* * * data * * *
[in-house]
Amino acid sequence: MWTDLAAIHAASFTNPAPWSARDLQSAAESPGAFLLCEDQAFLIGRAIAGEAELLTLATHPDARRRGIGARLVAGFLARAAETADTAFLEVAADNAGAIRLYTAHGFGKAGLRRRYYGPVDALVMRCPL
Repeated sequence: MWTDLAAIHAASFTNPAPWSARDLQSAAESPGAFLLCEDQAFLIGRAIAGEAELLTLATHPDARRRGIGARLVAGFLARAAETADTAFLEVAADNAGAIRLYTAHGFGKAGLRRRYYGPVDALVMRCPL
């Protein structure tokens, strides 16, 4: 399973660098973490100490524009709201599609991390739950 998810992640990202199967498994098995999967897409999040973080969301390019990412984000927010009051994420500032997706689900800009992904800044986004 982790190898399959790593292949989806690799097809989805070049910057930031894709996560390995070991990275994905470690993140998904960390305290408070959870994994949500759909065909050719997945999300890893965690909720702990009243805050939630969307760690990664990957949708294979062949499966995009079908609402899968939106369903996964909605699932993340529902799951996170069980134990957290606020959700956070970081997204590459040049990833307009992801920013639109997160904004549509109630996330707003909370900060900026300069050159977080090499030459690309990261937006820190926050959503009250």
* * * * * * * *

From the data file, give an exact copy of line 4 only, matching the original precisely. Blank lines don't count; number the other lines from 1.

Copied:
């Protein structure tokens, strides 16, 4: 399973660098973490100490524009709201599609991390739950 998810992640990202199967498994098995999967897409999040973080969301390019990412984000927010009051994420500032997706689900800009992904800044986004 982790190898399959790593292949989806690799097809989805070049910057930031894709996560390995070991990275994905470690993140998904960390305290408070959870994994949500759909065909050719997945999300890893965690909720702990009243805050939630969307760690990664990957949708294979062949499966995009079908609402899968939106369903996964909605699932993340529902799951996170069980134990957290606020959700956070970081997204590459040049990833307009992801920013639109997160904004549509109630996330707003909370900060900026300069050159977080090499030459690309990261937006820190926050959503009250």